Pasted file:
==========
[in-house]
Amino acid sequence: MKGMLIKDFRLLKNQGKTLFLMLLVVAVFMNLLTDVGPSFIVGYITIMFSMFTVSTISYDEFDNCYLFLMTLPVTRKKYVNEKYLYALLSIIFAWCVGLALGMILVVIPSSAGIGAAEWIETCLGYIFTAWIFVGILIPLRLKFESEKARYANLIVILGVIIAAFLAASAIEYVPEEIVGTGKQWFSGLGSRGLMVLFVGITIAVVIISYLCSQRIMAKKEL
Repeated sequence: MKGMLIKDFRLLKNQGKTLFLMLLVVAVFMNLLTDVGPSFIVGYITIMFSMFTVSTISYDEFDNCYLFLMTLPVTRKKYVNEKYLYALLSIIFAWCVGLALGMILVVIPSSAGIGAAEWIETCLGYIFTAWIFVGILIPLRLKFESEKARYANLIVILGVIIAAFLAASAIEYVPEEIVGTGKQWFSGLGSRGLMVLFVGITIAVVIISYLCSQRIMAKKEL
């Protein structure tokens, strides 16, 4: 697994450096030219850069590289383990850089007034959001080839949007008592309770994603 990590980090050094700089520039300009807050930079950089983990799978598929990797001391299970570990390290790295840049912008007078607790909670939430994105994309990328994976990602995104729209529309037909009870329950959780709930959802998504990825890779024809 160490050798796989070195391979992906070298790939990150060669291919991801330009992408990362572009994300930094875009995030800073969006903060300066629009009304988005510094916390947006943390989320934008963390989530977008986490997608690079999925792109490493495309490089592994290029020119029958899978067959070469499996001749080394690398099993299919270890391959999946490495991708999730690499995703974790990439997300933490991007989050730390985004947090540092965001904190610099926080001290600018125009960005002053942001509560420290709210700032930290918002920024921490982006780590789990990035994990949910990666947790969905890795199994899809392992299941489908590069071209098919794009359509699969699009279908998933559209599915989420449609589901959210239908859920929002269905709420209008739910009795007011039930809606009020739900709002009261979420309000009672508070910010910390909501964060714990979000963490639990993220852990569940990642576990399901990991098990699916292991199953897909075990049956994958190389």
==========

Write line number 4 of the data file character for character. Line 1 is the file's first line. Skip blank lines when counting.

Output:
């Protein structure tokens, strides 16, 4: 697994450096030219850069590289383990850089007034959001080839949007008592309770994603 990590980090050094700089520039300009807050930079950089983990799978598929990797001391299970570990390290790295840049912008007078607790909670939430994105994309990328994976990602995104729209529309037909009870329950959780709930959802998504990825890779024809 160490050798796989070195391979992906070298790939990150060669291919991801330009992408990362572009994300930094875009995030800073969006903060300066629009009304988005510094916390947006943390989320934008963390989530977008986490997608690079999925792109490493495309490089592994290029020119029958899978067959070469499996001749080394690398099993299919270890391959999946490495991708999730690499995703974790990439997300933490991007989050730390985004947090540092965001904190610099926080001290600018125009960005002053942001509560420290709210700032930290918002920024921490982006780590789990990035994990949910990666947790969905890795199994899809392992299941489908590069071209098919794009359509699969699009279908998933559209599915989420449609589901959210239908859920929002269905709420209008739910009795007011039930809606009020739900709002009261979420309000009672508070910010910390909501964060714990979000963490639990993220852990569940990642576990399901990991098990699916292991199953897909075990049956994958190389």